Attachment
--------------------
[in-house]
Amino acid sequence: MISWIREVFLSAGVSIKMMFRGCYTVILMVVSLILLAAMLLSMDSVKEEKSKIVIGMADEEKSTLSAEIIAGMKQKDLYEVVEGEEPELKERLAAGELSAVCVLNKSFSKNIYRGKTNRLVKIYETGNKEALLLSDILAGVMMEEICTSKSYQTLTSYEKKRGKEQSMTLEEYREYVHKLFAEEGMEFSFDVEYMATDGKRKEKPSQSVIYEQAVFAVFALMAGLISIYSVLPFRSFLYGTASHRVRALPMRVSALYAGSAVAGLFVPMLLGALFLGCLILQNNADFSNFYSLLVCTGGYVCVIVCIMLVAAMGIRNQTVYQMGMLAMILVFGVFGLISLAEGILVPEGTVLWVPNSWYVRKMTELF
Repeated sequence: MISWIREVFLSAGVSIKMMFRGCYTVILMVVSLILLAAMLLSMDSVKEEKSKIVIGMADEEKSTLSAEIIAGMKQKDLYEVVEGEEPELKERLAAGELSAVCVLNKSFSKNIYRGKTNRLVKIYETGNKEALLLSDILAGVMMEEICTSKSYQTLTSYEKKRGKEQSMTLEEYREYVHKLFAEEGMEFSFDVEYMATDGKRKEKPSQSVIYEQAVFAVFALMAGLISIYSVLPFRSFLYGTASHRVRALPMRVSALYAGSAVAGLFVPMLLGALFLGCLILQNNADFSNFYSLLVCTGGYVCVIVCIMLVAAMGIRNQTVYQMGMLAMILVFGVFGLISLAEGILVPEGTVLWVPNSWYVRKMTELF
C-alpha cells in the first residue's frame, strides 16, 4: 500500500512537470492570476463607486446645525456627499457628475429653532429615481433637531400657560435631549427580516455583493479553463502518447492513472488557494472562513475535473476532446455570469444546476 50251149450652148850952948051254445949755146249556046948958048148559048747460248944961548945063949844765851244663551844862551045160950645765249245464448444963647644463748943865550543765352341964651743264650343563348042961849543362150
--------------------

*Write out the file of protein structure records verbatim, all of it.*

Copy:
[in-house]
Amino acid sequence: MISWIREVFLSAGVSIKMMFRGCYTVILMVVSLILLAAMLLSMDSVKEEKSKIVIGMADEEKSTLSAEIIAGMKQKDLYEVVEGEEPELKERLAAGELSAVCVLNKSFSKNIYRGKTNRLVKIYETGNKEALLLSDILAGVMMEEICTSKSYQTLTSYEKKRGKEQSMTLEEYREYVHKLFAEEGMEFSFDVEYMATDGKRKEKPSQSVIYEQAVFAVFALMAGLISIYSVLPFRSFLYGTASHRVRALPMRVSALYAGSAVAGLFVPMLLGALFLGCLILQNNADFSNFYSLLVCTGGYVCVIVCIMLVAAMGIRNQTVYQMGMLAMILVFGVFGLISLAEGILVPEGTVLWVPNSWYVRKMTELF
Repeated sequence: MISWIREVFLSAGVSIKMMFRGCYTVILMVVSLILLAAMLLSMDSVKEEKSKIVIGMADEEKSTLSAEIIAGMKQKDLYEVVEGEEPELKERLAAGELSAVCVLNKSFSKNIYRGKTNRLVKIYETGNKEALLLSDILAGVMMEEICTSKSYQTLTSYEKKRGKEQSMTLEEYREYVHKLFAEEGMEFSFDVEYMATDGKRKEKPSQSVIYEQAVFAVFALMAGLISIYSVLPFRSFLYGTASHRVRALPMRVSALYAGSAVAGLFVPMLLGALFLGCLILQNNADFSNFYSLLVCTGGYVCVIVCIMLVAAMGIRNQTVYQMGMLAMILVFGVFGLISLAEGILVPEGTVLWVPNSWYVRKMTELF
C-alpha cells in the first residue's frame, strides 16, 4: 500500500512537470492570476463607486446645525456627499457628475429653532429615481433637531400657560435631549427580516455583493479553463502518447492513472488557494472562513475535473476532446455570469444546476 50251149450652148850952948051254445949755146249556046948958048148559048747460248944961548945063949844765851244663551844862551045160950645765249245464448444963647644463748943865550543765352341964651743264650343563348042961849543362150